THE BLOODLINE OF SHADRICK GRACE and Clive Barker's History of the Devil

by Kimberly Wadsworth · August 13, 2014

The interesting thing about FringeNYC is seeing so many shows back to back to back – as I did with these two shows, which I saw only one day apart.

Scriptwise they’re profoundly different. The Bloodline of Shadrick Grace is a smaller show – a lively little thing, presented as the interpretive “pageant play” put on by the docents at a minor Arkansas state park. The ensemble means to tell us how Shadrick (Rory Adair), orphaned at the dawn of the 20th Century, became heir to America’s only diamond mine; by play’s end, we’ve also been introduced to moonshiners, nuns, and an Indian woman who seems to have a connection to our hero. 

The ensemble has great fun with the show, leaping gleefully in and out of a variety of roles under the direction of Kristin Skye Hoffmann; cast member Ben Fisher seems to have the most fun in a brief stint as a priest, while performer and playwright Maya Contreras switches effortlessly between the Indian woman Halona Wolf, and the “guide” for our “tour.” The cast even does an extended improv as the audience files in, greeting us all like the tour guides they’re meant to be. The script itself meanders a bit, but the cast is having such fun that the time zips by.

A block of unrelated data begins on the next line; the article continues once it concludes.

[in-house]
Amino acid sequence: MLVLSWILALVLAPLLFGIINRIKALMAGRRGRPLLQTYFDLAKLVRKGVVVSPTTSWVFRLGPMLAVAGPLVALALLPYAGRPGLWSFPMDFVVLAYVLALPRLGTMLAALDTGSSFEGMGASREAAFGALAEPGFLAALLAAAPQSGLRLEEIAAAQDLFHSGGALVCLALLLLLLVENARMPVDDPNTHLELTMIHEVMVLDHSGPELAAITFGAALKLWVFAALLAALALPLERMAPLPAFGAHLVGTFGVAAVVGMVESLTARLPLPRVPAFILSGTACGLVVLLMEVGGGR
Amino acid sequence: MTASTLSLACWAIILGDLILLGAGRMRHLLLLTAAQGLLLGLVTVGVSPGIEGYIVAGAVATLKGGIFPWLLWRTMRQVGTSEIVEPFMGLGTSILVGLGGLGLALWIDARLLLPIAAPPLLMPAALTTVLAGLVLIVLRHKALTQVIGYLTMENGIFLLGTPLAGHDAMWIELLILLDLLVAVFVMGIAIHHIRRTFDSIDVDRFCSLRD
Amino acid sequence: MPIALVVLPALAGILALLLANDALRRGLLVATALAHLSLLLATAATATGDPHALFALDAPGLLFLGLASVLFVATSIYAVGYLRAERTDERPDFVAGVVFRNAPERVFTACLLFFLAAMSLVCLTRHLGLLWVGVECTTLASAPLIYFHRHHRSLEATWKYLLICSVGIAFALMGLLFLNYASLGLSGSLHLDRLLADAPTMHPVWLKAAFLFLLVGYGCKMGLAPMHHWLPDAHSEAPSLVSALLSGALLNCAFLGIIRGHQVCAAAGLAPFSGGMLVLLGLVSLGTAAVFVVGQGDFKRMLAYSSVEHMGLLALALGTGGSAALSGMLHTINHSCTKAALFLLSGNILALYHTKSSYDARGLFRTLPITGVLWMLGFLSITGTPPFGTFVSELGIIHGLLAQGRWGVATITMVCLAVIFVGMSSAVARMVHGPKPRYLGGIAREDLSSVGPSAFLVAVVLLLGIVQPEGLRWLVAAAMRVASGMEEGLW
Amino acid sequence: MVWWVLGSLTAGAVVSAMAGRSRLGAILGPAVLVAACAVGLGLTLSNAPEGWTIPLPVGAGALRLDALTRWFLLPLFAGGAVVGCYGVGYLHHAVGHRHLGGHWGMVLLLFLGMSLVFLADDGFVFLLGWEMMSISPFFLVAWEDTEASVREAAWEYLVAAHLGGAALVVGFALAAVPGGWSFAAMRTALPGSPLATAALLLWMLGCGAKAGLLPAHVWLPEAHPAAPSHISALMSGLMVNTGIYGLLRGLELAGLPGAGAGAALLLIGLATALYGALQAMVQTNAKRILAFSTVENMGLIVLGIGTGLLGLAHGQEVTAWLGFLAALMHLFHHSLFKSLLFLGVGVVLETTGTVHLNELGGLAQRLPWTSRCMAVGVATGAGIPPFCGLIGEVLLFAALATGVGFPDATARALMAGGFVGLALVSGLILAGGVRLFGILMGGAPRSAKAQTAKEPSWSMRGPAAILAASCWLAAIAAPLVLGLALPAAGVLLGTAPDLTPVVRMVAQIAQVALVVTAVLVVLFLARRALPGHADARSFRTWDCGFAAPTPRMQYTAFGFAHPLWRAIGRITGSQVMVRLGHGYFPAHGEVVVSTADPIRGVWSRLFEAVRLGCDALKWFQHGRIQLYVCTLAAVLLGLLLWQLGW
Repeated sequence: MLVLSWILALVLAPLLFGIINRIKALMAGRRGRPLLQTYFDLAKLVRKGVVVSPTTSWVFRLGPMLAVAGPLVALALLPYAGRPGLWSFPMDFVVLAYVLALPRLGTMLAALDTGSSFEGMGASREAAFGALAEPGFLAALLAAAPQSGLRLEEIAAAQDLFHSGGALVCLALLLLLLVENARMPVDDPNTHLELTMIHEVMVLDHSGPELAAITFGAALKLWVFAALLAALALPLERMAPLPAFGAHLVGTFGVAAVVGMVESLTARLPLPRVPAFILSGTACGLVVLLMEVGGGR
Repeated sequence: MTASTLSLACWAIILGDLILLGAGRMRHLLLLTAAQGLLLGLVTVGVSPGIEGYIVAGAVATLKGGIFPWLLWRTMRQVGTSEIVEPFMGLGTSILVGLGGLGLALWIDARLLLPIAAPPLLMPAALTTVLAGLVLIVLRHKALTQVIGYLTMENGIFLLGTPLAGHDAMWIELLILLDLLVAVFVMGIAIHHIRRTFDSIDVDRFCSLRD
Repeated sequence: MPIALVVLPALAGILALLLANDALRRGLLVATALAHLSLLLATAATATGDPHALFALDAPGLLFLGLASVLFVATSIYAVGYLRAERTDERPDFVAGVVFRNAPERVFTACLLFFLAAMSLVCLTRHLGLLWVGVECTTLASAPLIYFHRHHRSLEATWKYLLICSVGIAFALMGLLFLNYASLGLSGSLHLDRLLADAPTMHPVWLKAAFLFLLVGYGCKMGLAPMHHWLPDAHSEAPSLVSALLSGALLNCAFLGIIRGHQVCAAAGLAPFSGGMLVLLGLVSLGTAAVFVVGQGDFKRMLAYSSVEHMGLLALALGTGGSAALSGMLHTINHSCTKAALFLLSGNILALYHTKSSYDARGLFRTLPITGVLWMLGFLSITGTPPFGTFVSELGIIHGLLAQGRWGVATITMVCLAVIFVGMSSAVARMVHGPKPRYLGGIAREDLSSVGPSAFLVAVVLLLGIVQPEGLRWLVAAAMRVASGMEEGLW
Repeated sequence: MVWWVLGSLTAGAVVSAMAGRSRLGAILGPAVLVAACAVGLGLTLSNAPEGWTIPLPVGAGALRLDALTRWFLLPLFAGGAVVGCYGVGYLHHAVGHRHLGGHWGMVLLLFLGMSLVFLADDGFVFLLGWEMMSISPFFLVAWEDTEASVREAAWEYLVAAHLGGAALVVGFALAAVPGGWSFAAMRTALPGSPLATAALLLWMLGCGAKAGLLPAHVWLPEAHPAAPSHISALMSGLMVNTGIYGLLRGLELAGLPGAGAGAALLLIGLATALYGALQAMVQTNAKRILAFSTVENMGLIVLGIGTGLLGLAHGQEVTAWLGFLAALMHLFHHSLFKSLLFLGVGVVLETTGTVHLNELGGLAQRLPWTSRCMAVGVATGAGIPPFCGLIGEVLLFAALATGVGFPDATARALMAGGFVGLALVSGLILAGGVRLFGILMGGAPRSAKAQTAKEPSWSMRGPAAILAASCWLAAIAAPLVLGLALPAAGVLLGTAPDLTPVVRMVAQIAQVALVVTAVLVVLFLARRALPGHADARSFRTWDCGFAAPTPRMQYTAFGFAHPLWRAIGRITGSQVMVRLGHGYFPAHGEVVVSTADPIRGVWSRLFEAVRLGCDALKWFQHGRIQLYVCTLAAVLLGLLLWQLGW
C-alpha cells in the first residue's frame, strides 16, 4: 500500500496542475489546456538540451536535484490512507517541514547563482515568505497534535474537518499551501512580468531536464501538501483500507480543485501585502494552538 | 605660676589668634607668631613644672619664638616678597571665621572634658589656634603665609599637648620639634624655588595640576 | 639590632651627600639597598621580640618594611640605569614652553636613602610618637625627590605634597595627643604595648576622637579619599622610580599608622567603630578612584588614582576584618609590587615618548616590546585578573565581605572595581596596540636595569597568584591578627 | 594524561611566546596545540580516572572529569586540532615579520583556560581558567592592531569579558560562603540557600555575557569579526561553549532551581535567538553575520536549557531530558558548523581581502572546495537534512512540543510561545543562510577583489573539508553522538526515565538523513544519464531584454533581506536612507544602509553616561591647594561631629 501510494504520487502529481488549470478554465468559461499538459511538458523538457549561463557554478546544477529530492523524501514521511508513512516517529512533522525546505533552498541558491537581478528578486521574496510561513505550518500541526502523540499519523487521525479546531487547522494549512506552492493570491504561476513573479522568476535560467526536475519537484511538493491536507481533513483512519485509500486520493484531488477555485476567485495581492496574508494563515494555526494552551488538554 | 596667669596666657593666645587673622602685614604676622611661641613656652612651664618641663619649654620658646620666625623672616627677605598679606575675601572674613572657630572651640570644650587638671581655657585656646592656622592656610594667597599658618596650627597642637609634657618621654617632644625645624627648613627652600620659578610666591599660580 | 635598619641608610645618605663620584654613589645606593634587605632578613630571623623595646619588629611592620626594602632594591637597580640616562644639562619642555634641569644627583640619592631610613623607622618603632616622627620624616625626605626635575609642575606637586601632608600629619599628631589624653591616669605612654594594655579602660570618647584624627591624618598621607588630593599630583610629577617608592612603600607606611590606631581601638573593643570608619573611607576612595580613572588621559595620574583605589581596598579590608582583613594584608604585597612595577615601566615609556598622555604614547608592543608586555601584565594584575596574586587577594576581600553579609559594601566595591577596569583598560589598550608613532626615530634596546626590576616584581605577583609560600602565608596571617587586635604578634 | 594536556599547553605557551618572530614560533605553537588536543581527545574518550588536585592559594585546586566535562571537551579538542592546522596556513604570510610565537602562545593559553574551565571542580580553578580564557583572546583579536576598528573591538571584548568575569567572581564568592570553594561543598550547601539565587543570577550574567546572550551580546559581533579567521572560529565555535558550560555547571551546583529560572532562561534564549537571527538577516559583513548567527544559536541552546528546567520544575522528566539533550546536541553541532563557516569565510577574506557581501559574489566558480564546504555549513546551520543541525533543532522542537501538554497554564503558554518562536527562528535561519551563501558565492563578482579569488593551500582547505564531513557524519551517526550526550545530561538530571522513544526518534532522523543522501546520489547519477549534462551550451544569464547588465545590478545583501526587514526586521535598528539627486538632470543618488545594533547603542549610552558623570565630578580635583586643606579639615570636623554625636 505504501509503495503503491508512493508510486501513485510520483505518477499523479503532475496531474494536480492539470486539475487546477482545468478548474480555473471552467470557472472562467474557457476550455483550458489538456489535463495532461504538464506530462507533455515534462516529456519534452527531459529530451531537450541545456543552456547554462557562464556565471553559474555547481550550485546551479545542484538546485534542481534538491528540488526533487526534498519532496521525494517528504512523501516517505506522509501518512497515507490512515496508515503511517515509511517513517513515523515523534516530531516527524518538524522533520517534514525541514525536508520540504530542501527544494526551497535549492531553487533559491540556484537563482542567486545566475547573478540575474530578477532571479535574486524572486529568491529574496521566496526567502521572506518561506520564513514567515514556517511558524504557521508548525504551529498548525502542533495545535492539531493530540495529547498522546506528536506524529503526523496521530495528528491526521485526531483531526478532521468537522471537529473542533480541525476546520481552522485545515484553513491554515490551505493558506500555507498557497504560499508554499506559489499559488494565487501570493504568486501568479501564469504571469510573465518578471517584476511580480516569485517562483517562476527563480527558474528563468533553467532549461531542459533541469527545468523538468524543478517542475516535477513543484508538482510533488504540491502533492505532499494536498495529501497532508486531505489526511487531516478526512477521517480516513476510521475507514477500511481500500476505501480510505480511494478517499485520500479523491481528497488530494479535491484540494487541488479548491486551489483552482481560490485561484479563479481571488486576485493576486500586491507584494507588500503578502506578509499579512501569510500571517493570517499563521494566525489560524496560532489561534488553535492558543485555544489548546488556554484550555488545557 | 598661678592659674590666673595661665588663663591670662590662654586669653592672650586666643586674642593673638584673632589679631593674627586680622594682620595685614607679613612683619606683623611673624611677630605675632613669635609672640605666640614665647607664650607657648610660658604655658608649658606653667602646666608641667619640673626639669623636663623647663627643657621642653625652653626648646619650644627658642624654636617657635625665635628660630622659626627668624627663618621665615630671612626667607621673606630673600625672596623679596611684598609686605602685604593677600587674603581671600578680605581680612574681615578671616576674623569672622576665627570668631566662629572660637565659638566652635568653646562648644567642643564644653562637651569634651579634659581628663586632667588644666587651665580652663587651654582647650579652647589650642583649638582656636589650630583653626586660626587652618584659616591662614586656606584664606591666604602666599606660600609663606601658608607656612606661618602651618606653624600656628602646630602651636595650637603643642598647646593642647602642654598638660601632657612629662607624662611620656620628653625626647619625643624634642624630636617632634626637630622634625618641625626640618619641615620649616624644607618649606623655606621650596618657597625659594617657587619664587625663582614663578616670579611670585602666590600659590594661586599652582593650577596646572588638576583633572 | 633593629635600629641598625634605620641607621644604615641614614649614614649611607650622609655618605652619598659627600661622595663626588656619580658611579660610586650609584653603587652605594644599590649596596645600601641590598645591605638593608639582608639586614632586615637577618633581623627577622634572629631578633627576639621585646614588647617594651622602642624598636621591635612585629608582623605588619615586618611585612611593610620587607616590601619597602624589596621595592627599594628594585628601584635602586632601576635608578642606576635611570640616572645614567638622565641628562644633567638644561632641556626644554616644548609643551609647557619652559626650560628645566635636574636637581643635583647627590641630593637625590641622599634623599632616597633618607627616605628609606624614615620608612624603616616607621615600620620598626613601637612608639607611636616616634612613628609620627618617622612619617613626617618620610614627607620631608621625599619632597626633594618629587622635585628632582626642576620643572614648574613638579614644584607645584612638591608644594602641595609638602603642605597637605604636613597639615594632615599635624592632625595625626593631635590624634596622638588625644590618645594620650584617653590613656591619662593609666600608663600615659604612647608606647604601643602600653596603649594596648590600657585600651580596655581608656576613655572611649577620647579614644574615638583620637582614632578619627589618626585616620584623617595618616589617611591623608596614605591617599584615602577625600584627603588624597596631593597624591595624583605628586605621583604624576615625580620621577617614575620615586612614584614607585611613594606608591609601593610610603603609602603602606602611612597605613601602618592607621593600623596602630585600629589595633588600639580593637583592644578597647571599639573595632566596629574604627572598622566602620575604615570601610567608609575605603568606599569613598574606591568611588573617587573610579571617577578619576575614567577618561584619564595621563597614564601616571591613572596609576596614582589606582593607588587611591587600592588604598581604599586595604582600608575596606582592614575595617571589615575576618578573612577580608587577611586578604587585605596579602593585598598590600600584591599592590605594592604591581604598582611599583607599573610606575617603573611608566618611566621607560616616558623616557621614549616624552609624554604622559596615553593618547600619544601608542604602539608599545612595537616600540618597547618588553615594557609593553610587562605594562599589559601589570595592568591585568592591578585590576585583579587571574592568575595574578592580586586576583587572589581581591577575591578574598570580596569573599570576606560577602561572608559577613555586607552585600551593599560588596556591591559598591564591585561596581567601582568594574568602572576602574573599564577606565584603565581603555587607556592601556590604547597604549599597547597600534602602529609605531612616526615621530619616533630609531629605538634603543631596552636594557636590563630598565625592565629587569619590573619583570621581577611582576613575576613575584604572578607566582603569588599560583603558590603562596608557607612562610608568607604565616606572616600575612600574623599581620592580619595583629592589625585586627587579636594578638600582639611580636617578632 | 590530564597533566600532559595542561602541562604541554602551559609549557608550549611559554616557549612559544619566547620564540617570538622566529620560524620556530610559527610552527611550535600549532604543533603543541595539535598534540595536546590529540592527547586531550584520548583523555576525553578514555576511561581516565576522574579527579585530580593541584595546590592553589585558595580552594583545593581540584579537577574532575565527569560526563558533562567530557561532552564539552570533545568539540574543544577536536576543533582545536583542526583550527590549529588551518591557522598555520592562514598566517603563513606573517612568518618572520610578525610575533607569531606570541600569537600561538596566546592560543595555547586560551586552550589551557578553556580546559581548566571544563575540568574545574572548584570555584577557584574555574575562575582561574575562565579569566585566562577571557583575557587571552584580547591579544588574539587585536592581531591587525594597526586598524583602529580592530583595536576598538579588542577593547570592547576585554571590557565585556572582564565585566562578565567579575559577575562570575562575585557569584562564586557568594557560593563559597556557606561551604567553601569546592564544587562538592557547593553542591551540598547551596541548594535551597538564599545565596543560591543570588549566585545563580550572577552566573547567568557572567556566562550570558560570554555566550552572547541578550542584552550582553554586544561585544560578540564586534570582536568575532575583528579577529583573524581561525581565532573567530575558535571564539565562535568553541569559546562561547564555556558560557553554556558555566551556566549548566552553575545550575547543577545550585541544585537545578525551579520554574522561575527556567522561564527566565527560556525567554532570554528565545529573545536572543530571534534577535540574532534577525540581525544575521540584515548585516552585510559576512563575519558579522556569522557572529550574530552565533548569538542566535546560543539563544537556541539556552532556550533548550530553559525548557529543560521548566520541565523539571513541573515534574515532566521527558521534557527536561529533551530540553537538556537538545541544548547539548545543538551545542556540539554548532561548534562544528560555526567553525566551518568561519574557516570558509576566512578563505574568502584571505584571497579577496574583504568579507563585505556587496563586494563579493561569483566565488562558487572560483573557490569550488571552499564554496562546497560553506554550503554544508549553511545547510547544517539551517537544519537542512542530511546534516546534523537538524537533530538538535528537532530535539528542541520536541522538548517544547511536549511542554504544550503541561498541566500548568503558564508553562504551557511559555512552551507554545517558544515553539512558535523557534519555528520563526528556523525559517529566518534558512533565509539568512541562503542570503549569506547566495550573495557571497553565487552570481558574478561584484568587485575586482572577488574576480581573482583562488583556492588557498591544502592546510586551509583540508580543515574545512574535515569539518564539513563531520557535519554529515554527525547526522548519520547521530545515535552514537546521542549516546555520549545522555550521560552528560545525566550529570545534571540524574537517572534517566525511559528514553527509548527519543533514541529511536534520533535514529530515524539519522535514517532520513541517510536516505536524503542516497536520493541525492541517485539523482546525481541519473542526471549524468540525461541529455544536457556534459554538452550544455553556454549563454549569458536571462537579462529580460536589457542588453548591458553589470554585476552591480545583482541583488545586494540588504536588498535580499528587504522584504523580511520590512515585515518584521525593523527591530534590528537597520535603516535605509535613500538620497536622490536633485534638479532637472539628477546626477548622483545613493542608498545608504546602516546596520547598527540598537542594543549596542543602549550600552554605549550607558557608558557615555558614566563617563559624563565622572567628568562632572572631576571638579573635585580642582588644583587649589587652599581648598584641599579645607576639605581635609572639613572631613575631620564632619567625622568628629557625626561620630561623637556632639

And then there is History of the Devil. This is a much more fanciful script, from horror maven Clive Barker; it’s an otherworldly courtroom drama depicting a sort of parole hearing for Satan, to ascertain whether he can return to Heaven or must remain in hell.

It’s possible that this script is simply not suited for Fringe. It’s very long – the performance I was at ran twenty minutes over its purported two-hour length, and it would benefit from a much bigger special effects budget. Here, though, the entire play is presented without any intermission, and some of the “special effects” were handled through the “stare over audience’s heads and describe things” technique. 

And sadly, the cast here – also an ensemble – seems a bit challenged by the material. There are some standouts – Victoria Rae Sook makes a fine and sly Devil, Katherine Elliot has fun with three of the “witnesses” in the Devil’s trial and Doug Key comes up with a rather unusual take on Jesus. But there were those who seemed uncertain of their performances – or even, in places, of their lines. I even caught a few cast members visibly reacting each time the in-house air conditioner switched on. Two and a half hours is a long time to be sitting without an intermission; but a tighter show could have kept things from feeling even longer still.





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